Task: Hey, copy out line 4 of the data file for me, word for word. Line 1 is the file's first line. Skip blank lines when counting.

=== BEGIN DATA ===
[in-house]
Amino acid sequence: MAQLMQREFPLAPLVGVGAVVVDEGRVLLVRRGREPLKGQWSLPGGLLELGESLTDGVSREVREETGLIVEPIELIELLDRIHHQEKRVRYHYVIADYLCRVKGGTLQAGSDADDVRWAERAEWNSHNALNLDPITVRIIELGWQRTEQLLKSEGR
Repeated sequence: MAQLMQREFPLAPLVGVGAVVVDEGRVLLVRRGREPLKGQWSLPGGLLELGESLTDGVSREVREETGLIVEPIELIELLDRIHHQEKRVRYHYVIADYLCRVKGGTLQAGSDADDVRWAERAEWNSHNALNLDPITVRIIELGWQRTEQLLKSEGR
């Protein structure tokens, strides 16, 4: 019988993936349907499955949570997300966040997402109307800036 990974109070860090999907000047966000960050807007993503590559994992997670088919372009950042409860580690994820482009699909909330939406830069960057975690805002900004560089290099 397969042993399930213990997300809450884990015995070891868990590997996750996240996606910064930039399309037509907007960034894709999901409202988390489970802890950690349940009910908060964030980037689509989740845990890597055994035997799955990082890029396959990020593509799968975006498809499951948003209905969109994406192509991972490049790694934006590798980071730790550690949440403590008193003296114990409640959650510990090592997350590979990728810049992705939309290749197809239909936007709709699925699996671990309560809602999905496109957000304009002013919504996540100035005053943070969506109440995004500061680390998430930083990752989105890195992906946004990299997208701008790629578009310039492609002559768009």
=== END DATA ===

């Protein structure tokens, strides 16, 4: 019988993936349907499955949570997300966040997402109307800036 990974109070860090999907000047966000960050807007993503590559994992997670088919372009950042409860580690994820482009699909909330939406830069960057975690805002900004560089290099 397969042993399930213990997300809450884990015995070891868990590997996750996240996606910064930039399309037509907007960034894709999901409202988390489970802890950690349940009910908060964030980037689509989740845990890597055994035997799955990082890029396959990020593509799968975006498809499951948003209905969109994406192509991972490049790694934006590798980071730790550690949440403590008193003296114990409640959650510990090592997350590979990728810049992705939309290749197809239909936007709709699925699996671990309560809602999905496109957000304009002013919504996540100035005053943070969506109440995004500061680390998430930083990752989105890195992906946004990299997208701008790629578009310039492609002559768009």